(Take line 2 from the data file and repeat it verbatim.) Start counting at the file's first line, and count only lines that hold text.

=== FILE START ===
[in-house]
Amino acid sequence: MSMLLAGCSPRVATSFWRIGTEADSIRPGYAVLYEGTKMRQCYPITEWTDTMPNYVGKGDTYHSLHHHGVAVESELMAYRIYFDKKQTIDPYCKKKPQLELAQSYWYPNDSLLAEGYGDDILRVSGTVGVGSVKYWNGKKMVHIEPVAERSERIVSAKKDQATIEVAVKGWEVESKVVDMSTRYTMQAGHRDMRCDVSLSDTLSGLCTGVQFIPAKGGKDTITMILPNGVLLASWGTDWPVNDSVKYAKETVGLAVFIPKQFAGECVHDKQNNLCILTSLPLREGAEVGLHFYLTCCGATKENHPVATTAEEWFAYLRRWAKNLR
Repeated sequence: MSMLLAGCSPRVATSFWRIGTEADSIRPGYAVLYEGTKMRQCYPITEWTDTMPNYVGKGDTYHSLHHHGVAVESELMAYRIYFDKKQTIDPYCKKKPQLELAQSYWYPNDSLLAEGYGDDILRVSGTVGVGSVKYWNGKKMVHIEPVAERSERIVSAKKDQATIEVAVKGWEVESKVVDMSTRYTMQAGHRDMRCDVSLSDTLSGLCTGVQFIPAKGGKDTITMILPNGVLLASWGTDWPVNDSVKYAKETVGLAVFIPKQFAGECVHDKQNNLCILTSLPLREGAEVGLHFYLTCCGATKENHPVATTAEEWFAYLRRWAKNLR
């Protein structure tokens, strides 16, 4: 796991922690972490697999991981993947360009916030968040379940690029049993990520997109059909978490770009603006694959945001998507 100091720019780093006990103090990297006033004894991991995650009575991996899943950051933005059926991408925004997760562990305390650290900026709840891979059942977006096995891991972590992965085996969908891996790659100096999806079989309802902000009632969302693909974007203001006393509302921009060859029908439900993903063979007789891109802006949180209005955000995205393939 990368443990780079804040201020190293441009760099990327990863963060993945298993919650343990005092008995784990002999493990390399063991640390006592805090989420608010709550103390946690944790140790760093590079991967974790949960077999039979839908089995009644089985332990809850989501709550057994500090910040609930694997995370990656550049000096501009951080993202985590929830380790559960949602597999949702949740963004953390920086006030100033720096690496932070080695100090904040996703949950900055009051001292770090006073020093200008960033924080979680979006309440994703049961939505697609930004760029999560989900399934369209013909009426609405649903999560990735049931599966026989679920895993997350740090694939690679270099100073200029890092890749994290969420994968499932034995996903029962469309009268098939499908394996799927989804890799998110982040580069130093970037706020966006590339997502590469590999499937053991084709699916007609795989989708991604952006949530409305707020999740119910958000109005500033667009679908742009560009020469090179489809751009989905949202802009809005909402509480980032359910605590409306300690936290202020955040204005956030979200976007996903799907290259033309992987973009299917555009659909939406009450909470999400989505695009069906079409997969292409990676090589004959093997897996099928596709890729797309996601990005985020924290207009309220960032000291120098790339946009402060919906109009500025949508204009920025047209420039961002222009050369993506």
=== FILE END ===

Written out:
Amino acid sequence: MSMLLAGCSPRVATSFWRIGTEADSIRPGYAVLYEGTKMRQCYPITEWTDTMPNYVGKGDTYHSLHHHGVAVESELMAYRIYFDKKQTIDPYCKKKPQLELAQSYWYPNDSLLAEGYGDDILRVSGTVGVGSVKYWNGKKMVHIEPVAERSERIVSAKKDQATIEVAVKGWEVESKVVDMSTRYTMQAGHRDMRCDVSLSDTLSGLCTGVQFIPAKGGKDTITMILPNGVLLASWGTDWPVNDSVKYAKETVGLAVFIPKQFAGECVHDKQNNLCILTSLPLREGAEVGLHFYLTCCGATKENHPVATTAEEWFAYLRRWAKNLR